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New house foundation question


banh66
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We are building a new house with a builder. They made a mistake by putting our house 62-foot away from the curb other than 52 fee as we wanted. That made our backyard very small, ~22-foot deep. When we found it out, they already poured concrete to the footer. We were not happy with it. So they added new footer to the existing one to make the foundation 10-foot forward. According to them, the new and existing foundation were linked by three #4 rebars.

We are really worried about future structural problems with this foundation because the new and existing foundation may separate? But they insisted that there should be no problem. Should we build the house on the modified foundation? Is it safe to leave those old footer in the backyard? or maybe we should build on the original foundation.

Any thoughts? thanks a lot

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We are building a new house with a builder. They made a mistake by putting our house 62-foot away from the curb other than 52 fee as we wanted. That made our backyard very small, ~22-foot deep.

Good grief! Who did you hire, the three stooges?

When we found it out, they already poured concrete to the footer. We were not happy with it. So they added new footer to the existing one to make the foundation 10-foot forward. According to them, the new and existing foundation were linked by three #4 rebars.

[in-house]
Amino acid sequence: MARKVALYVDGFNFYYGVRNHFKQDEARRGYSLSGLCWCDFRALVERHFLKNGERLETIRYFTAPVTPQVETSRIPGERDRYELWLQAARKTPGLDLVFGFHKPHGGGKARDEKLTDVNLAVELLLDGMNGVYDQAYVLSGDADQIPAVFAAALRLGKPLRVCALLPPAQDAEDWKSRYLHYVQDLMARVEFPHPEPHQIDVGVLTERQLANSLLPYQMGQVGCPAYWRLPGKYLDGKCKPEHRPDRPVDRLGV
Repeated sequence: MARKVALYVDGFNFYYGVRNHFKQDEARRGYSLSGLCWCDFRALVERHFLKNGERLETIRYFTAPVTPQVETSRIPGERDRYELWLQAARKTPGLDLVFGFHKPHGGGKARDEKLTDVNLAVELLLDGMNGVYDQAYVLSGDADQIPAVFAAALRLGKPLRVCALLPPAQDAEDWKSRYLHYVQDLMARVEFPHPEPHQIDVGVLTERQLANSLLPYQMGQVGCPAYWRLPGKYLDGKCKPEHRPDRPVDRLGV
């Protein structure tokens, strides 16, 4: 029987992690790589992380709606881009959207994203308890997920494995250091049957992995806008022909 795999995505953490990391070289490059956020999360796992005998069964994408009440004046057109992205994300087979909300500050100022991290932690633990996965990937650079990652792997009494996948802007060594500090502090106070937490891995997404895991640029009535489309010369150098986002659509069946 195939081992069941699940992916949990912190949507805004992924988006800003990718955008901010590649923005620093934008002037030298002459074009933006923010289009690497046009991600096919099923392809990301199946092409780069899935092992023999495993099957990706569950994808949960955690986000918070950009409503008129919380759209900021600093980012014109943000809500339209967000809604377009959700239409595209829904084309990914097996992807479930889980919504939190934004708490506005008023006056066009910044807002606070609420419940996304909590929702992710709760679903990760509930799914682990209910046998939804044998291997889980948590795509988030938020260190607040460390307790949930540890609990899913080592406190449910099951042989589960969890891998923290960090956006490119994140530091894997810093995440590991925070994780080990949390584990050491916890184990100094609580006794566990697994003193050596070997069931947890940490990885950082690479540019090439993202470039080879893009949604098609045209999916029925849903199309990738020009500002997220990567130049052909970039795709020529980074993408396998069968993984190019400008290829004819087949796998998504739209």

We are really worried about future structural problems with this foundation because the new and existing foundation may separate? But they insisted that there should be no problem. Should we build the house on the modified foundation?

Is your lot on a hill or is it on level ground?

When they placed the newer footings, did they excavate down to the same level as the other footings?

Did they place the new footings (and the old ones for that matter) on undisturbed earth?

Is it safe to leave those old footer in the backyard? or maybe we should build on the original foundation.

No, the old footers should come out. Not because they're dangerous, but because they might interfere with drainage and they'll make your landscaping look goofy. However, they have to be removed carefully so as not to damage the portion of the footing that is staying. If there's rebar in there, that will take some care to do properly.

Send pictures.

- Jim Katen, Oregon

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I'm not entirely clear on what's there, and what's not.

Do you now have "2" foundations? Or, is it just the footings?

If there's an old foundation in place, I'd insist it come out. If it's just the footing, it might not be a problem, but it certainly is stupid.

I'm not sure what Jim means when he says it would make the landscaping look goofy...(?)...

Either way, put up a lot of pictures if you have them. Like I said, I'm not clear on what you have now.

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The house will be on level ground, and then ~ 22 feet level ground in the backyard, then there is a rather steep slope in the back. That is why we want the house to sit 10-foot forward to make the usable backyard bigger.

The new footer is at the same level as the old one (please see the picture). And yes, they put the new and old footer in undisturbed earth.

Please see the picture

http://picasaweb.google.com/lh/photo/CF ... directlink